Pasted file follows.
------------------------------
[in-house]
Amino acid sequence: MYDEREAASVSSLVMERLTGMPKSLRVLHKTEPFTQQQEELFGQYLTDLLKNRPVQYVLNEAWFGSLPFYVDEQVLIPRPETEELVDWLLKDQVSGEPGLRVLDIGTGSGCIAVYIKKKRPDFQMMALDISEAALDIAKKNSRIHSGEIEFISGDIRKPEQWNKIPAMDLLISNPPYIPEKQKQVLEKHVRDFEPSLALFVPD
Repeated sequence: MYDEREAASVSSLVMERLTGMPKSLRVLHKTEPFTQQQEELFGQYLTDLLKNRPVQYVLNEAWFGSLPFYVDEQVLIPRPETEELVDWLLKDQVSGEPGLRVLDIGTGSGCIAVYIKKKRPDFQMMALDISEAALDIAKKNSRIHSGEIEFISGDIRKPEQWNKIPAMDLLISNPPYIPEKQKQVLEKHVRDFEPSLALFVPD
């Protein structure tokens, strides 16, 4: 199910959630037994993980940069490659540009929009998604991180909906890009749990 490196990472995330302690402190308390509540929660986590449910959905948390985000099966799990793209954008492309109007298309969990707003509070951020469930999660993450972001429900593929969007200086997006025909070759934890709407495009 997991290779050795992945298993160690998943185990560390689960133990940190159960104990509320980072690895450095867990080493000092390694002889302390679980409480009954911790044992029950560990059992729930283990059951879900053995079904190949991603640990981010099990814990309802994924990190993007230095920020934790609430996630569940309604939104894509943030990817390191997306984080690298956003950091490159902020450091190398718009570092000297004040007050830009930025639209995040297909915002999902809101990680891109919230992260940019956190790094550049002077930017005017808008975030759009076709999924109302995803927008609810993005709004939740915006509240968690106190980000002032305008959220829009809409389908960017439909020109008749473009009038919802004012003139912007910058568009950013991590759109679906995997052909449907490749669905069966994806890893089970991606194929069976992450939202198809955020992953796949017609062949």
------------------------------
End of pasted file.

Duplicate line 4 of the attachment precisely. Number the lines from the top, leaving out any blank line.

């Protein structure tokens, strides 16, 4: 199910959630037994993980940069490659540009929009998604991180909906890009749990 490196990472995330302690402190308390509540929660986590449910959905948390985000099966799990793209954008492309109007298309969990707003509070951020469930999660993450972001429900593929969007200086997006025909070759934890709407495009 997991290779050795992945298993160690998943185990560390689960133990940190159960104990509320980072690895450095867990080493000092390694002889302390679980409480009954911790044992029950560990059992729930283990059951879900053995079904190949991603640990981010099990814990309802994924990190993007230095920020934790609430996630569940309604939104894509943030990817390191997306984080690298956003950091490159902020450091190398718009570092000297004040007050830009930025639209995040297909915002999902809101990680891109919230992260940019956190790094550049002077930017005017808008975030759009076709999924109302995803927008609810993005709004939740915006509240968690106190980000002032305008959220829009809409389908960017439909020109008749473009009038919802004012003139912007910058568009950013991590759109679906995997052909449907490749669905069966994806890893089970991606194929069976992450939202198809955020992953796949017609062949």